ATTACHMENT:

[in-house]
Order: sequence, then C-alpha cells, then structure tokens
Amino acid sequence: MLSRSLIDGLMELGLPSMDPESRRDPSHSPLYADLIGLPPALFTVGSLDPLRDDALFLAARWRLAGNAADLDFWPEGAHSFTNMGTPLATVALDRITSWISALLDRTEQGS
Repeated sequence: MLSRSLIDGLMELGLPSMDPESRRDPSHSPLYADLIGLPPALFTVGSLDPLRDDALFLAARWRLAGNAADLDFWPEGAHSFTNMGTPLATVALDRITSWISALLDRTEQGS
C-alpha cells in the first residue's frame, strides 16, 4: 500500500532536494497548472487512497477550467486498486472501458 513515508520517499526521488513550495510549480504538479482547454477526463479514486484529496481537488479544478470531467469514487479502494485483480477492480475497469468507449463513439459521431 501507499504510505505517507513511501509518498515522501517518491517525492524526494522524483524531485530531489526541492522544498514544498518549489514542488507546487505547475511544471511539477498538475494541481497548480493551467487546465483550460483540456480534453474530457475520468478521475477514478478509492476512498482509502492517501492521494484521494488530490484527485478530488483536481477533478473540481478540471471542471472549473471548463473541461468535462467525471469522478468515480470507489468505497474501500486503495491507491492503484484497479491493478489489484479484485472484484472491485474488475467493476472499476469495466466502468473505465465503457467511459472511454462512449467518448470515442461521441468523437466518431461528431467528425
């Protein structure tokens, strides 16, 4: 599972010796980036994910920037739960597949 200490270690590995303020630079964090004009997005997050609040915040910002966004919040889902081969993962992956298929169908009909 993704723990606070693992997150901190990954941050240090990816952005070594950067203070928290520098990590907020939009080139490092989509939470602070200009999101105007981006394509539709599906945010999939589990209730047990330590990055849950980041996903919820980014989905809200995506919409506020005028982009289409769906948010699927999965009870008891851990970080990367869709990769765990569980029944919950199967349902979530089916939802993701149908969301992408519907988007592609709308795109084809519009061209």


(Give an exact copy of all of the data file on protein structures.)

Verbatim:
[in-house]
Order: sequence, then C-alpha cells, then structure tokens
Amino acid sequence: MLSRSLIDGLMELGLPSMDPESRRDPSHSPLYADLIGLPPALFTVGSLDPLRDDALFLAARWRLAGNAADLDFWPEGAHSFTNMGTPLATVALDRITSWISALLDRTEQGS
Repeated sequence: MLSRSLIDGLMELGLPSMDPESRRDPSHSPLYADLIGLPPALFTVGSLDPLRDDALFLAARWRLAGNAADLDFWPEGAHSFTNMGTPLATVALDRITSWISALLDRTEQGS
C-alpha cells in the first residue's frame, strides 16, 4: 500500500532536494497548472487512497477550467486498486472501458 513515508520517499526521488513550495510549480504538479482547454477526463479514486484529496481537488479544478470531467469514487479502494485483480477492480475497469468507449463513439459521431 501507499504510505505517507513511501509518498515522501517518491517525492524526494522524483524531485530531489526541492522544498514544498518549489514542488507546487505547475511544471511539477498538475494541481497548480493551467487546465483550460483540456480534453474530457475520468478521475477514478478509492476512498482509502492517501492521494484521494488530490484527485478530488483536481477533478473540481478540471471542471472549473471548463473541461468535462467525471469522478468515480470507489468505497474501500486503495491507491492503484484497479491493478489489484479484485472484484472491485474488475467493476472499476469495466466502468473505465465503457467511459472511454462512449467518448470515442461521441468523437466518431461528431467528425
């Protein structure tokens, strides 16, 4: 599972010796980036994910920037739960597949 200490270690590995303020630079964090004009997005997050609040915040910002966004919040889902081969993962992956298929169908009909 993704723990606070693992997150901190990954941050240090990816952005070594950067203070928290520098990590907020939009080139490092989509939470602070200009999101105007981006394509539709599906945010999939589990209730047990330590990055849950980041996903919820980014989905809200995506919409506020005028982009289409769906948010699927999965009870008891851990970080990367869709990769765990569980029944919950199967349902979530089916939802993701149908969301992408519907988007592609709308795109084809519009061209």